USPS delivers the package you have been eagerly awaiting. You ordered the scarf online so you haven’t felt or even seen it in person. You have taken a risk with this purchase but you are hopeful that it was a good investment. Your internal drumroll begins, you take a deep breath, and begin the “unboxing.”
Scenario 1: The mailer is white unrecyclable plastic. You assume it is the scarf you ordered but can’t really tell due to the lack of branding on the outside. You open the package to find the supposedly handmade luxury item in a clear plastic bag. There is a white office label stuck to the bag covered with a bunch of letters and numbers, a product identifier of some sort. The scarf itself is haphazardly folded, yielding a strange grid of deep creases. The scarf is crisp and a bit hard and smells a little too factory-ish for your liking. It is unwearable due to the creases so you look for care information. On a white piece of paper at the bottom of the bag, you find the word “Handwash.” Great. You have to wash the darn thing before you can wear it even once. You throw it in your handwash pile and prepare to forget about it for at least 3 months.
Scenario 2: The mailer is made out of some sort of craft paper, probably recycled you guess. A sticker with the company logo let’s you know that it is in fact the scarf you ordered from that cute online textile company. You open the package to first find a handwritten note from the owner of the company thanking you for your support of her little venture. You then find your scarf enclosed in a simple drawstring cotton bag with the logo of the company on the front. You untie the drawstring and decorative ribbon and open the bag to find the scarf neatly wrapped in dark gray tissue. A burlap ribbon with a sticker listing care instructions holds the tissue closed. You then find a colorful postcard explaining how your scarf purchase supports wildlife and habitat preservation. It makes you smile to think that this gift to yourself is doing some good. The scarf itself has been folded meticulously and when pulled out to its full length, is beautiful, soft, and fresh-smelling. You wrap it around your neck and don’t take it off until it is time to go to bed.
As you can probably guess, we at Beastly Threads chose Scenario 2. Four things were important to us in developing our packaging strategy.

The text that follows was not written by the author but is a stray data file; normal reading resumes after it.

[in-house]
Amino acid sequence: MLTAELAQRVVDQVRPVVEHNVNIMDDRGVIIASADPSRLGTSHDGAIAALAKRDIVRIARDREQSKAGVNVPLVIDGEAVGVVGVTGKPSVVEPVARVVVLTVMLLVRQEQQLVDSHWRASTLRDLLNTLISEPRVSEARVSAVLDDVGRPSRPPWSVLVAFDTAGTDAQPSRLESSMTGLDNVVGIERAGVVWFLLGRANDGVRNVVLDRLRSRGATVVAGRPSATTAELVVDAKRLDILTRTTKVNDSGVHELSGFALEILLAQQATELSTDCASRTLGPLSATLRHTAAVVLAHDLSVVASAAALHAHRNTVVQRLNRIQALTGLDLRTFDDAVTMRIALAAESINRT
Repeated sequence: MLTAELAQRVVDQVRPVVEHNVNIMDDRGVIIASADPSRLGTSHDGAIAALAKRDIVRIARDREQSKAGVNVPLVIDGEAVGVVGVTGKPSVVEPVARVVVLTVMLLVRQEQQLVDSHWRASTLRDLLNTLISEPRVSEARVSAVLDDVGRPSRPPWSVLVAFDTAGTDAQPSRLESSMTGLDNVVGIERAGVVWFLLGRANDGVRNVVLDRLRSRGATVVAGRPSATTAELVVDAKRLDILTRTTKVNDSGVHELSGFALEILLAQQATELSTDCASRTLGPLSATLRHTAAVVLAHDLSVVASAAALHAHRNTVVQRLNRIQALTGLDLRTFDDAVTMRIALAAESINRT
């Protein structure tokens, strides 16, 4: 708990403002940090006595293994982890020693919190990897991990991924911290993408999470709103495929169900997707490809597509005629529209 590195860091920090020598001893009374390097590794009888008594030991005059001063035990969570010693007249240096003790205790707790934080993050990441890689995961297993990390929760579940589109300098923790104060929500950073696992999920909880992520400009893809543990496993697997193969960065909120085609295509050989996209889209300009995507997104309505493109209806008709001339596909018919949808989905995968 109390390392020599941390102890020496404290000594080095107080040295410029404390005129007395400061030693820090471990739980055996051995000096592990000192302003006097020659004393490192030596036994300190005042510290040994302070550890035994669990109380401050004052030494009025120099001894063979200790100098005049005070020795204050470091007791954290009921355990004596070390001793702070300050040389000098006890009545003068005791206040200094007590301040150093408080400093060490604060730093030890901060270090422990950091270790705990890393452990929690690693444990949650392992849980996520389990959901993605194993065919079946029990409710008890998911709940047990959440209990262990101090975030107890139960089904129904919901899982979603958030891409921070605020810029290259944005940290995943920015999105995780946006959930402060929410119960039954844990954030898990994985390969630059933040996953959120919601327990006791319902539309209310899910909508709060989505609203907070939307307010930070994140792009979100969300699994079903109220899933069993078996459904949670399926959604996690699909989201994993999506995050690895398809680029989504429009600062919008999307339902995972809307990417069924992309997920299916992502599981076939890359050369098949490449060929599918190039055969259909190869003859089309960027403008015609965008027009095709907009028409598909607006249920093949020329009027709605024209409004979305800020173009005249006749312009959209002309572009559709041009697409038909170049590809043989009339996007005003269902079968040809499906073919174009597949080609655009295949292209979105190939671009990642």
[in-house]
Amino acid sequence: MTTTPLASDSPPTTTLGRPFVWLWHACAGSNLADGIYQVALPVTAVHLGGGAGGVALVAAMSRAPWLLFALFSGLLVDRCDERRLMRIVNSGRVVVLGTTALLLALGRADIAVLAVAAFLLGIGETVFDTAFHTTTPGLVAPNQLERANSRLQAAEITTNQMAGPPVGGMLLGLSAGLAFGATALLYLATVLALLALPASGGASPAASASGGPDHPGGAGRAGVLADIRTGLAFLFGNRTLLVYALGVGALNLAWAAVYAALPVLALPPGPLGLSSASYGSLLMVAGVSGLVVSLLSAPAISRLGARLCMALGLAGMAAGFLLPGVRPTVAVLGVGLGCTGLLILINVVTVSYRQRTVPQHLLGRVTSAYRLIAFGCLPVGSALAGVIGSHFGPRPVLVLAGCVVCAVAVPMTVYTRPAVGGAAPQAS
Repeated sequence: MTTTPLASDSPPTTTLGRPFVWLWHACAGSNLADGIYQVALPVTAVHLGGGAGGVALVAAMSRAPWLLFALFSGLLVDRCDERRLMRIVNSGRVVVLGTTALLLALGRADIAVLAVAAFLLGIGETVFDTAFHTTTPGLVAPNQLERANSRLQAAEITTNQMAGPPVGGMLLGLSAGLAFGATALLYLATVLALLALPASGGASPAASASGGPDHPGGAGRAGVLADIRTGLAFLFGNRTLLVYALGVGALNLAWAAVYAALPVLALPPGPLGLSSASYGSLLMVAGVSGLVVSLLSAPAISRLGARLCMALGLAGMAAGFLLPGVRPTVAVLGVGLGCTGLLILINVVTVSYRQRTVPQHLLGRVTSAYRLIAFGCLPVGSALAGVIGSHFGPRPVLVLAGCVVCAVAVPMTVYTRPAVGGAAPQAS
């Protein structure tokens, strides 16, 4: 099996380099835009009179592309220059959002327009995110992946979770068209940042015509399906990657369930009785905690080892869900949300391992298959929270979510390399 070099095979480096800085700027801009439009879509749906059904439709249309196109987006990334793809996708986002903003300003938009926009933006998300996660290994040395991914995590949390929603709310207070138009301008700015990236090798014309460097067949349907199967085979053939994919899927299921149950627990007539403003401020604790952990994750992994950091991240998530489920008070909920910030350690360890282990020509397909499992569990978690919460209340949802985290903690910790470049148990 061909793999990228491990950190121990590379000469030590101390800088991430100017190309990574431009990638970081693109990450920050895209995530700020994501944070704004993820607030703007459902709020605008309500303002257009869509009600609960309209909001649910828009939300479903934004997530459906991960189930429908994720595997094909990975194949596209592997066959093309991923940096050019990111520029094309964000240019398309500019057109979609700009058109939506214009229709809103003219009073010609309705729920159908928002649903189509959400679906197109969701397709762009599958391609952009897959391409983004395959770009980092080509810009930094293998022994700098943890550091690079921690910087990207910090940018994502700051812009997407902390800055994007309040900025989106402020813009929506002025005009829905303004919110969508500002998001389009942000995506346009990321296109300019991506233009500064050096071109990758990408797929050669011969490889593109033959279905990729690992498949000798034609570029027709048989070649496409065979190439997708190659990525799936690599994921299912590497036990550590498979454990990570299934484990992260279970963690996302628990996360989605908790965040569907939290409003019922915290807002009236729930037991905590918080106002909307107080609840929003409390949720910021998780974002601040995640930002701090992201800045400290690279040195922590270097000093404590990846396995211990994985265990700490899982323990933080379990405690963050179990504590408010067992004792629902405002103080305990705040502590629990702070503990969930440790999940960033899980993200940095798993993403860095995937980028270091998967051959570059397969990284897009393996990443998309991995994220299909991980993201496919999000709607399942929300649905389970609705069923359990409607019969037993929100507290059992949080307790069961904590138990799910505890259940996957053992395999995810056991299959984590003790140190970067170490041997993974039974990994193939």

1) The packaging had to align with our mission of being good for the environment.
What’s the point of supporting wildlife and habitat preservation if you are hurting the environment with your manufacturing and packaging choices? To stick with our green ethos, we used mailers, stationery, stickers, tissue, and postcards all made with recycled and/or FSC-certified paper. The drawstring bags are organic cotton and can be used again and again to keep the scarf safe or act as a travel jewelry bag.
2) The packaging needed to help create a personal connection between the customer and our small company.
We think one of our greatest strengths is that we are a small company with a big heart. Any time someone purchases from us, we want them to know that their support is greatly appreciated. We also want to reconnect them to the mission of the company so that they will consider buying from us again and/or telling a friend. The handwritten note and postcard help to reinforce this connection and act as a virtual hug for our new friends.
3) We want the packaging to be so tasteful and pretty that it elevates the product itself.
If you have spent a good amount of money on a purchase and the packaging provides a less than satisfactory first impression, that does not bode well for your state of mind when you see the actual product. We want to make sure that our customer is smiling when the product is unveiled to her, not frustrated because the packaging is messy, cheap, impersonal, and/or bad for the environment.
4) Every scarf is essentially gift-wrapped so we don’t have to worry about that additional feature for gifts.
Many people have ordered our products to be given as gifts. Our regular packaging is so attractive that a separate gift wrap option isn’t necessary. This significantly simplifies our fulfillment process. If the package is going to a shipping address different from the customer’s billing address, we do follow up directly with the purchaser to ask if they would like a special gift message to be included in the handwritten note. We think this extra effort makes a difference for both the customer and the person who receives the gift.
Of course, we will need to revisit our packaging strategy regularly to make sure it continues to achieve our goals. As we grow and ship out more and more products, we will need to make sure that the packaging process doesn’t slow us down too much. Whatever tweaks we make, however, we will remain true to the four non-negotiables described above. Our customers and our brand deserve it.
Torrey Shawe is the owner of Beastly Threads, a small eco-ethical textile company that supports wildlife and habitat preservation.
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